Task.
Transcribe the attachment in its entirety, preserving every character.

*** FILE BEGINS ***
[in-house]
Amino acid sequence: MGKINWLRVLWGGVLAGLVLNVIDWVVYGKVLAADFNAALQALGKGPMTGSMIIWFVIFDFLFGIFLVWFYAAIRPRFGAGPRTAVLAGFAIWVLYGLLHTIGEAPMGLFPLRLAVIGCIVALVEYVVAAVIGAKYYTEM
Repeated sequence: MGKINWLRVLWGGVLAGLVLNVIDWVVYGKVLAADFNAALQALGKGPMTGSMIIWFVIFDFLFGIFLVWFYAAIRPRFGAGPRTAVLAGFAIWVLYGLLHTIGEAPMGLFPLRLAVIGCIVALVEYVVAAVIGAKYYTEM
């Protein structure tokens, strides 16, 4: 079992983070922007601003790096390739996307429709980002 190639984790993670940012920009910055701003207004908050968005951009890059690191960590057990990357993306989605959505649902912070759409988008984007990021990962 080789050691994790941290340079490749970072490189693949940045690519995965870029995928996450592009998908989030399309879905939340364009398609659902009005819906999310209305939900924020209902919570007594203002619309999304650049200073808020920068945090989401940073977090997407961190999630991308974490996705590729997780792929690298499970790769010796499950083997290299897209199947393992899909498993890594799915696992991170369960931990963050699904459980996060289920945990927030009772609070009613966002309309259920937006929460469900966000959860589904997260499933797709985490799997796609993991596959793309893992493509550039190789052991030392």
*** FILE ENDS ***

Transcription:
[in-house]
Amino acid sequence: MGKINWLRVLWGGVLAGLVLNVIDWVVYGKVLAADFNAALQALGKGPMTGSMIIWFVIFDFLFGIFLVWFYAAIRPRFGAGPRTAVLAGFAIWVLYGLLHTIGEAPMGLFPLRLAVIGCIVALVEYVVAAVIGAKYYTEM
Repeated sequence: MGKINWLRVLWGGVLAGLVLNVIDWVVYGKVLAADFNAALQALGKGPMTGSMIIWFVIFDFLFGIFLVWFYAAIRPRFGAGPRTAVLAGFAIWVLYGLLHTIGEAPMGLFPLRLAVIGCIVALVEYVVAAVIGAKYYTEM
């Protein structure tokens, strides 16, 4: 079992983070922007601003790096390739996307429709980002 190639984790993670940012920009910055701003207004908050968005951009890059690191960590057990990357993306989605959505649902912070759409988008984007990021990962 080789050691994790941290340079490749970072490189693949940045690519995965870029995928996450592009998908989030399309879905939340364009398609659902009005819906999310209305939900924020209902919570007594203002619309999304650049200073808020920068945090989401940073977090997407961190999630991308974490996705590729997780792929690298499970790769010796499950083997290299897209199947393992899909498993890594799915696992991170369960931990963050699904459980996060289920945990927030009772609070009613966002309309259920937006929460469900966000959860589904997260499933797709985490799997796609993991596959793309893992493509550039190789052991030392």